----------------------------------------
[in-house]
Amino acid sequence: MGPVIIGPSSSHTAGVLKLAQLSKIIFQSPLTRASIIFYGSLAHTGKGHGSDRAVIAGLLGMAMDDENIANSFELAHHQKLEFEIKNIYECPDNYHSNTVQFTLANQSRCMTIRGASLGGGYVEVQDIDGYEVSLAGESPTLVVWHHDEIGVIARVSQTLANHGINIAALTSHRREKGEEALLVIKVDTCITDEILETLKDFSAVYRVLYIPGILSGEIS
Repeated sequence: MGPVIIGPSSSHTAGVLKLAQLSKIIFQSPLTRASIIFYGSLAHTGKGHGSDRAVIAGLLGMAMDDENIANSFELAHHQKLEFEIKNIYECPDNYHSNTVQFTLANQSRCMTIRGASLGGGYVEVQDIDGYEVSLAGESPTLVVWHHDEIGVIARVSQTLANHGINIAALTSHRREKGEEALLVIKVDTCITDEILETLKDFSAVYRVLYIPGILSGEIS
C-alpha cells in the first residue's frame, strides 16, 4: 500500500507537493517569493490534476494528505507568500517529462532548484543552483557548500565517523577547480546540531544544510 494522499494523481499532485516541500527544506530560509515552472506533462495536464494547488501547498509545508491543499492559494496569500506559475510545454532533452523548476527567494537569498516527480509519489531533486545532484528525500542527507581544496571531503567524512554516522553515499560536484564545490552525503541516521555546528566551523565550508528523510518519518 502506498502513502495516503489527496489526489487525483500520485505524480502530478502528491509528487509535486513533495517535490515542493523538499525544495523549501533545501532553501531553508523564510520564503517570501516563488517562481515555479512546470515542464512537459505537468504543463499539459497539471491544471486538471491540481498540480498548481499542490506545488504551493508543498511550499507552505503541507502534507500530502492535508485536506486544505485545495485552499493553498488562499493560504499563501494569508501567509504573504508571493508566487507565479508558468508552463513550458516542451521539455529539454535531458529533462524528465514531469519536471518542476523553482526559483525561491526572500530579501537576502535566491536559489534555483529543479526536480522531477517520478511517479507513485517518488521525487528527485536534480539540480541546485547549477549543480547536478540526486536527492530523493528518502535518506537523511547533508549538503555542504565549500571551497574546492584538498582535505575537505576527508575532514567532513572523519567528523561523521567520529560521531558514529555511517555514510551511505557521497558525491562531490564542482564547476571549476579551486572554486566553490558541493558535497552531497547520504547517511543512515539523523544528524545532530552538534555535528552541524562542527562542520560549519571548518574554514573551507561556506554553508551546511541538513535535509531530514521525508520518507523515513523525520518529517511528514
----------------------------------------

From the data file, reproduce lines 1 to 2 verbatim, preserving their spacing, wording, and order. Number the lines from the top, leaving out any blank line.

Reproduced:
[in-house]
Amino acid sequence: MGPVIIGPSSSHTAGVLKLAQLSKIIFQSPLTRASIIFYGSLAHTGKGHGSDRAVIAGLLGMAMDDENIANSFELAHHQKLEFEIKNIYECPDNYHSNTVQFTLANQSRCMTIRGASLGGGYVEVQDIDGYEVSLAGESPTLVVWHHDEIGVIARVSQTLANHGINIAALTSHRREKGEEALLVIKVDTCITDEILETLKDFSAVYRVLYIPGILSGEIS